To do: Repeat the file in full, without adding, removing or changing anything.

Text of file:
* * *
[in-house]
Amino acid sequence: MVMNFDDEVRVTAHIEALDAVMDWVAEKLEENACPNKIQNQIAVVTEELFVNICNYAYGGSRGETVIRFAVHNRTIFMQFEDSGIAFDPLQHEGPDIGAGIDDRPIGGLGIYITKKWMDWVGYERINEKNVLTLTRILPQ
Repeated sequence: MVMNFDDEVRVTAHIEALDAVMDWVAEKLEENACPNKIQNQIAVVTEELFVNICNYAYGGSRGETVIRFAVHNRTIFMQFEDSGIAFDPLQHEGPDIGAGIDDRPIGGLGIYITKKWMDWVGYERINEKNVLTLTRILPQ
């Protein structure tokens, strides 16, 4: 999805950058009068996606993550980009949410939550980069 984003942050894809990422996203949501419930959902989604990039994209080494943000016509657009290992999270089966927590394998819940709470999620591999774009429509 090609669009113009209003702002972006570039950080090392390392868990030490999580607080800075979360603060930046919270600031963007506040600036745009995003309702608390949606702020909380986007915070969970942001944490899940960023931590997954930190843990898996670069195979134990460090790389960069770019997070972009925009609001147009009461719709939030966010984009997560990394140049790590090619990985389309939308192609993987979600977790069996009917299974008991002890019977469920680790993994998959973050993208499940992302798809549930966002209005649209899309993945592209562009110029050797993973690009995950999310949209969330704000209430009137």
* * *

[in-house]
Amino acid sequence: MVMNFDDEVRVTAHIEALDAVMDWVAEKLEENACPNKIQNQIAVVTEELFVNICNYAYGGSRGETVIRFAVHNRTIFMQFEDSGIAFDPLQHEGPDIGAGIDDRPIGGLGIYITKKWMDWVGYERINEKNVLTLTRILPQ
Repeated sequence: MVMNFDDEVRVTAHIEALDAVMDWVAEKLEENACPNKIQNQIAVVTEELFVNICNYAYGGSRGETVIRFAVHNRTIFMQFEDSGIAFDPLQHEGPDIGAGIDDRPIGGLGIYITKKWMDWVGYERINEKNVLTLTRILPQ
């Protein structure tokens, strides 16, 4: 999805950058009068996606993550980009949410939550980069 984003942050894809990422996203949501419930959902989604990039994209080494943000016509657009290992999270089966927590394998819940709470999620591999774009429509 090609669009113009209003702002972006570039950080090392390392868990030490999580607080800075979360603060930046919270600031963007506040600036745009995003309702608390949606702020909380986007915070969970942001944490899940960023931590997954930190843990898996670069195979134990460090790389960069770019997070972009925009609001147009009461719709939030966010984009997560990394140049790590090619990985389309939308192609993987979600977790069996009917299974008991002890019977469920680790993994998959973050993208499940992302798809549930966002209005649209899309993945592209562009110029050797993973690009995950999310949209969330704000209430009137």